Somewhat counterintuitively, US-based investment apps must follow the European Union’s hallmark GDPR as well if they’re processing data from EU citizens, regardless of whether those apps are available for EU users.

“If there’s an area where fintech founders can’t neglect when calling for guidance, it’s compliance,” cautions Ravi Srikantan, fintech strategic advisor at Vention. “Having multiple points of view, or legal opinions, is the best way for engineers to make the right choices.”  

In other words, understanding the small print of rules’ implementation will help ensure your app is doing so correctly.

Beyond directives, investment app development should also follow some tried-and-tested best practices to ensure that the platform is reliable. This includes conducting regular audits to identify weaknesses and whether the platform complies with regulations and industry standards. Secure protocols are critical: Multi-factor authentication for users, encryption protocols to protect client- and server-side sensitive data, plus monitoring systems in place to alert against suspicious activity.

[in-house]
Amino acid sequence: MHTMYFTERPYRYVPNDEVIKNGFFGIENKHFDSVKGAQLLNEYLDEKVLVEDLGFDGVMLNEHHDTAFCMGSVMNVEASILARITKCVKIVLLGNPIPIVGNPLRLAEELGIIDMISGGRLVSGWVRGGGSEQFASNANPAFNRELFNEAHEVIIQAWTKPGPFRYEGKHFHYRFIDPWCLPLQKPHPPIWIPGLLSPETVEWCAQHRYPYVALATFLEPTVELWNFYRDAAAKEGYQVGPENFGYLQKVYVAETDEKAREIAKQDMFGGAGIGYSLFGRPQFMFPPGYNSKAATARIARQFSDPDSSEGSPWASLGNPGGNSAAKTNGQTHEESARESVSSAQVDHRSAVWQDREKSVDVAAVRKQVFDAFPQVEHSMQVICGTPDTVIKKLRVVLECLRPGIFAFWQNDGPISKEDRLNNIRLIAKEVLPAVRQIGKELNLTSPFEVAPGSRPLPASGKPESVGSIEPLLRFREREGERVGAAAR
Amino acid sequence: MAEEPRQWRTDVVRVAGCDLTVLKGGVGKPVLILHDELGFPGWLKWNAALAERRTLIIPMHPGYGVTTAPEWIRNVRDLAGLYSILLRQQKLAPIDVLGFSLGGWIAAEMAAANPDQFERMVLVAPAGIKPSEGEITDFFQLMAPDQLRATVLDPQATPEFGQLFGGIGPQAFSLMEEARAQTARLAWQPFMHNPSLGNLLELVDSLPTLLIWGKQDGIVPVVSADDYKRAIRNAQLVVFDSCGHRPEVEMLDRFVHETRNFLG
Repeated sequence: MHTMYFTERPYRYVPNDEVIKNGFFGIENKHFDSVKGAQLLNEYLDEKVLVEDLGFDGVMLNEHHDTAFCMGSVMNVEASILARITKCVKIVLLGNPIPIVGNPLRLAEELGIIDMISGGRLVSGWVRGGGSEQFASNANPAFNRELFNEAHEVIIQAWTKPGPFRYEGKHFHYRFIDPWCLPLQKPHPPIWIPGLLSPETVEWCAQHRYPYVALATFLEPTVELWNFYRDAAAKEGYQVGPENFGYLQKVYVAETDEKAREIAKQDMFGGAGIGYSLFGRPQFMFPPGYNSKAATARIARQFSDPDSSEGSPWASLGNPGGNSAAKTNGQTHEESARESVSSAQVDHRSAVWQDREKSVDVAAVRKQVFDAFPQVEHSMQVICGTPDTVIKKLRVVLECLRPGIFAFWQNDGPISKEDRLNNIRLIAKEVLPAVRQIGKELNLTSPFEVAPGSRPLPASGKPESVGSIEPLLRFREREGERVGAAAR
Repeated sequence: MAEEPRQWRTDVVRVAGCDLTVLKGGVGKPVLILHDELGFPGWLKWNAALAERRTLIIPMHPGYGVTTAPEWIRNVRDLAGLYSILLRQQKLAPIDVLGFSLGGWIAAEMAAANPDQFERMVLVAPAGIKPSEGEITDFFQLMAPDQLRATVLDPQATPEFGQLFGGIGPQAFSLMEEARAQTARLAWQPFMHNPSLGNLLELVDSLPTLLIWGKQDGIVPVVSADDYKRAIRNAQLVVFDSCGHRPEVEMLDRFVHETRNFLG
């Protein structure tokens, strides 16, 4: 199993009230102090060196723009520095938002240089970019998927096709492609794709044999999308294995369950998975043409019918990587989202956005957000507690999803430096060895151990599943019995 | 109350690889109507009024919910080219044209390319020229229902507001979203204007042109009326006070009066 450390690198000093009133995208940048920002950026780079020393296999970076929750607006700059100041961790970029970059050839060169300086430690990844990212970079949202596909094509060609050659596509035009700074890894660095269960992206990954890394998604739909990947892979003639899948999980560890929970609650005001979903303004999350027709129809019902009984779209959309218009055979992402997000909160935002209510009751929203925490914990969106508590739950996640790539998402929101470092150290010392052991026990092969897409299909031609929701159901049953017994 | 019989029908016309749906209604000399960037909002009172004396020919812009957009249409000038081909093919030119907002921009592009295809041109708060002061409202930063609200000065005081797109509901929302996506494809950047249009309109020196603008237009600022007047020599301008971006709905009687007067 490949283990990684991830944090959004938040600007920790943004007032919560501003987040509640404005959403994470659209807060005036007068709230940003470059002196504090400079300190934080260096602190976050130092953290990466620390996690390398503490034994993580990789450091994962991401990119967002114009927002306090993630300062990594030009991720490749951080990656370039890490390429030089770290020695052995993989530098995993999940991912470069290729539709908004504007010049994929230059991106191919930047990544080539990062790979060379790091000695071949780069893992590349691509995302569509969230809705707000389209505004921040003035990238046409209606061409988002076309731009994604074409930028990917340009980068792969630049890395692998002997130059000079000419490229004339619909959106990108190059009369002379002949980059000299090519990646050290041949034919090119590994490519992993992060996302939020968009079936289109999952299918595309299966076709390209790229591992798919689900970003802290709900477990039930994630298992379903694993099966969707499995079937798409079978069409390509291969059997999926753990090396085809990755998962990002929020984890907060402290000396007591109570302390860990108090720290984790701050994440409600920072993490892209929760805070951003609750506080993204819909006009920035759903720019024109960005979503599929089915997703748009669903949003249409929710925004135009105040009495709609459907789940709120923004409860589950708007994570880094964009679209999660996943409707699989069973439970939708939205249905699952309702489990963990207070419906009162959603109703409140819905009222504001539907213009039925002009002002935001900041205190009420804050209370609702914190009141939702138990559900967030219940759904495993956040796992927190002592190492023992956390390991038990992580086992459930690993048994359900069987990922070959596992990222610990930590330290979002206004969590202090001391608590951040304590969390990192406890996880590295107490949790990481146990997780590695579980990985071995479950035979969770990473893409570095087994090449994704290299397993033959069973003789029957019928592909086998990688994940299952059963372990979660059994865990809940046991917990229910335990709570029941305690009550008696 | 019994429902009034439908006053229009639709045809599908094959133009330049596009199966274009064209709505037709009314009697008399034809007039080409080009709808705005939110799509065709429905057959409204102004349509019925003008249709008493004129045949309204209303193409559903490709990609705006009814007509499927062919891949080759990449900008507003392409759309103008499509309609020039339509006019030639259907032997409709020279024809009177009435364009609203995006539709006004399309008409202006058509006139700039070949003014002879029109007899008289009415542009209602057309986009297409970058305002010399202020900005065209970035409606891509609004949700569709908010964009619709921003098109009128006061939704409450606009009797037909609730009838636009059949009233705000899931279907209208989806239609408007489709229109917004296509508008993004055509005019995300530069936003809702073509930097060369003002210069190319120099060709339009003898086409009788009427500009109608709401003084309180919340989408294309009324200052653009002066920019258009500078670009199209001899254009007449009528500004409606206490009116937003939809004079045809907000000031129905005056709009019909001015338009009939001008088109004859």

Establishing an incident response plan to mitigate the impact of hypothetical security breaches is also worth considering. By anticipating vulnerabilities with penetration testing, investment platforms can develop protocols to identify and contain attacks and restore full functionality as quickly as possible.

The ideal team composition

The perfect team size to create an investment platform will, of course, depend on the features you choose. “A specialist in high-frequency trading may not be the best for a customer-facing app, but they will know the market microstructure of how things work,” says Ravi. “Aligning experience with the types of products and outcomes will create a better result, with greater efficiency in the process.”